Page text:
Sunday, March 18, 2007

Spring Madness

NY Times article on perinatal hospice options

I came across a situation that adds to my frustrations & angst in this whole early termination dilemma. A gal in my pregnancy & child birth circles came up with a poor prenatal diagnosis and chose an abortion over carrying to term. I had privately sent her several perinatal hospice options prior to her appointment, and I gave our time with Anne as a testimony of how worthwhile the carrying to term option can be. But she made her choice and bemoaned the loss of her child the same as if he'd been miscarried.

The problem that troubles me is that the drs botched her D&C, so now she's markedly upset--infection, scarring, potential for infertility and additional pregnancy loss have landed right in her lap. She had to go back in for another surgery & hospital stay. She blames the doctor.

And my first reaction is, "why'd you kill your baby in the first place?" You put yourself at risk. You put your future children at risk. You ended precious time that you could have had with your sweetie. You claim to miss your baby so much, grieving a mother's grief as if you'd had a natural & spontaneous stillbirth. And yet you know it didn't have to be this way. You had a different choice but you didn't want to chose that. You chose this and now you're mad. How do I support that? You call me the hard-hearted & callous one because I don't sympathize with your plight. Why did you do this to yourself expecting me to be supportive?

Like Michael Jackson, you cut your nose off to spite your face. The whole thing gives me a pit in my stomach. What sort of people have we become that such a thing is seen as the "better" option?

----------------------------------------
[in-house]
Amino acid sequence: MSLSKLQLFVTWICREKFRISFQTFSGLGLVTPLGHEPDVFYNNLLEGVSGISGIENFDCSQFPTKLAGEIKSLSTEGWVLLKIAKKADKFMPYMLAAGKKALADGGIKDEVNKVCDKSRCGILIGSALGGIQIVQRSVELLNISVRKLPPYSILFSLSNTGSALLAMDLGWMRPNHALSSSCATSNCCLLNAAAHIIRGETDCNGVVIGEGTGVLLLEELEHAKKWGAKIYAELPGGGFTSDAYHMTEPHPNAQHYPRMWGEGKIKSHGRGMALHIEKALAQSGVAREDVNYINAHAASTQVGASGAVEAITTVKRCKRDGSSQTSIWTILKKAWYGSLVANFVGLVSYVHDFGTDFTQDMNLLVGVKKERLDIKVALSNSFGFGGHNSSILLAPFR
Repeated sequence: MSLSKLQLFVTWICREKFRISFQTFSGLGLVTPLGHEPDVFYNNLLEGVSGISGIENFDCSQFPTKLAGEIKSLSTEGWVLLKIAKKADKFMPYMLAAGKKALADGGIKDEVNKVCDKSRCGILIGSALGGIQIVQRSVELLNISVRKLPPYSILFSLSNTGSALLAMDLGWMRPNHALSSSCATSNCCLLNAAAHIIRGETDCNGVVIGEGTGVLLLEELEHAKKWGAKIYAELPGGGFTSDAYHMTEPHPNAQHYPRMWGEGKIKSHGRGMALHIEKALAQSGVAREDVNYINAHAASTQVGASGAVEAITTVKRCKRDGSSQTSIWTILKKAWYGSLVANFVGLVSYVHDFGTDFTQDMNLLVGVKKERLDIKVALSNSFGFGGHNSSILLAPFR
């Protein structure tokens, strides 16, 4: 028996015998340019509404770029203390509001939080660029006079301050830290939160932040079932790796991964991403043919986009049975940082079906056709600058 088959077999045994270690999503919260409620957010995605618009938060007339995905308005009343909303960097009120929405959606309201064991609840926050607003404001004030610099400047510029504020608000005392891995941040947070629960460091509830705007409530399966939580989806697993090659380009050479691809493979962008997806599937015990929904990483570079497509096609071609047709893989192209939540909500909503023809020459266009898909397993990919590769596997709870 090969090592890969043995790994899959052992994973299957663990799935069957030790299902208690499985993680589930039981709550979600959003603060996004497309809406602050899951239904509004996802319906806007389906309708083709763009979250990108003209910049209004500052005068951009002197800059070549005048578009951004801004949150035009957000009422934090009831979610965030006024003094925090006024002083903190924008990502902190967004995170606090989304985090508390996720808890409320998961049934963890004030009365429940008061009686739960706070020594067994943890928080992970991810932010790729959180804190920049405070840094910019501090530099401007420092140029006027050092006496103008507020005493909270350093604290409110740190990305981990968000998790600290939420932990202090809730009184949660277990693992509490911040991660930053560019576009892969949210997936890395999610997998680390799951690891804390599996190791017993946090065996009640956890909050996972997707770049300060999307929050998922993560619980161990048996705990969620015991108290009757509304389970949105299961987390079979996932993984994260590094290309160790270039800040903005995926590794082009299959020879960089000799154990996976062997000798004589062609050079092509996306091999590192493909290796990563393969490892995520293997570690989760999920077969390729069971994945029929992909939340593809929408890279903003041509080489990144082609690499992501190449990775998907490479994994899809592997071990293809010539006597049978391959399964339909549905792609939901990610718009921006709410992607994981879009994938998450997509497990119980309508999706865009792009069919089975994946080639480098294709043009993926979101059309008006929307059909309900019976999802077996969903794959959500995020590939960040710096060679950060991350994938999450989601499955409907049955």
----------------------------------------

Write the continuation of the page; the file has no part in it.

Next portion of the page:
Friday, March 02, 2007

A Soul Worth Fighting For

The gusty & unmerciful winds are a dramatic reminder that the season of Anne nips at my heels. Try as I might, I cannot outrun it.... ahhh, the joys of learning to live with a broken heart...

...all we are is dust in the wind, right? moments in time that hardly matter to anyone once they've slipped away. Does anyone even notice the individual grains of sand in the hour glass? or how important each one is to the whole? The world spins & spins and, really, what does any of it matter?

My entire countenance is so distraught. I need to ramble and spin words of heartache. I've been thinking a great deal about this intrauterine suffering thing--the justifiable keyhole, that to some, makes it a noble and responsible thing to end a child's life early. The notion crushes me because it thereby implies that I am selfish and would willingly inflict suffering upon my child by taking her to term. Many have said that waiting to see what God would do rather than take things into my own hands makes me cruel.

No matter how hard I try, I cannot brush away all the countless people in this world who would have disposed of my child had she been theirs to dispose of. It's weighed very heavily upon me, especially this last week or so as we finally get the final working of getting Anne's article published with --going through her pictures and remembering her soft presence. Today's BNA cover story is especially gripping and hits me right where I live. I'm overwhelmed with the notion that there is coming a day when a woman will have to fight for her right to carry to term. The medical & cultural pressure to terminate a defective child is already all-consuming. Poor little Anne never stood a chance...